Following this modern tradition of scholars who imagine they have discovered the true meaning of the Bible for the first time, Hart tells us that Christians have failed to understand that the “true story of Eden” has nothing to do with a fall, original sin. , or diabolical interference. It was originally the story of a chief god Yahweh who lied to his “two pitiful serfs” to keep them in the dark about better things. The great god tried (awkwardly) to make the snake a companion for these serfs. The serpent told these “peasants” in all truth that Yahweh was “exploiting” them. They discovered after eating from the tree that the serpent was right, so Yahweh fled in a panic to the council of lesser gods to warn them that Adam and Eve could now eat from the tree of life and move by also becoming immortal. That’s why they had to be kicked out of the garden.
A reader can only laugh at this whimsical reading. Hart’s interpretation of Genesis 3 betrays a startling inability to distinguish between background Near Eastern myths and their subtle refutations by the biblical author. He frequently invokes “reason”, the “historical-critical method” and “historical scholarship” to obtain mandates. Again, the knowledgeable reader smiles knowing that the “historical scholar” changes from generation to generation, often producing wildly contradictory judgments, but always put forward with great confidence that the scholar-genius has finally settled the matter and put end to the notions of the ignorant. fools who preceded him.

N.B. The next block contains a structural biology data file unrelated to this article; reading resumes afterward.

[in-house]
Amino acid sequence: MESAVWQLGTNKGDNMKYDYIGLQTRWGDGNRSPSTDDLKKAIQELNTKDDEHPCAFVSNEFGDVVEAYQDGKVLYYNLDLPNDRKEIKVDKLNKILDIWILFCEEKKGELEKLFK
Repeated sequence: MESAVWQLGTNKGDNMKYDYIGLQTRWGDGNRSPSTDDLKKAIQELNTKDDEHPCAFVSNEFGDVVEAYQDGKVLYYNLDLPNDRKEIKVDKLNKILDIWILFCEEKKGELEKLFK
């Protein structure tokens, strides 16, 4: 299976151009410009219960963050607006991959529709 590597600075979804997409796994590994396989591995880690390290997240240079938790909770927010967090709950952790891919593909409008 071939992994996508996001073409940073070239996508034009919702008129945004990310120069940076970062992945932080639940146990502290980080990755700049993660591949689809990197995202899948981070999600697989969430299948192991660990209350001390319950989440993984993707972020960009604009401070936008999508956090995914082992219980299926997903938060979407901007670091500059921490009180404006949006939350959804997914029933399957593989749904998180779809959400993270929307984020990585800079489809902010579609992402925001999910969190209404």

Hart pursues other biased readings of Scripture that claim to be informed by historical reasoning, often to support his claims that “true Christianity” is anarchic, socialist, and pacifist. Yet the role of the professor of modern German theology is not enough for Hart. He makes a metaphysical leap towards a philosophical perennialism which is reminiscent of that of the American transcendentalists of the 19th century. Emerson, for example, postulated an inner unity in all the religions of the world and a final metaphysical unity opposed to all dualism. Hart does the same. The distinction between God and creation is illusory. Christians should learn this monism, according to Hart, from Hindu thinkers like Shankara, developer of Advaita Vedanta. Or we should go to Islamic Sufism, which sees the truth of metaphysical monism “with unprecedented brilliance.”
Why did Solomon turn to idolatry after God used him to lead Israel and after writing some of the most profound parts of Scripture? Why did Gideon make a golden ephod that became an idolatrous snare for himself and for all of Israel after Yahweh used it to deliver Israel? We will never have a definitive answer to these questions. But we can see a similar turn in a former Orthodox theologian who now embraces a Gnostic reading of Genesis and heterodox views of Christology, creation, and salvation.
Perhaps Hart’s turn toward heterodoxy dates back to his embrace of universal salvation. Not all Universalists have come to heretical conclusions about other Christian dogmas. But in his masterful analysis of the history of universalism (The Devil’s Redemption), Michael McClymond shows that Universalism begins with the ancient Gnostics and, once embraced by Christians, tends to unravel all major Christian dogmas. This powerful trend helps us understand – if not explain – Hart’s downfall in Hindu metaphysics and Gnostic theology.
Gerald McDermott recently retired from Beeson Divinity School.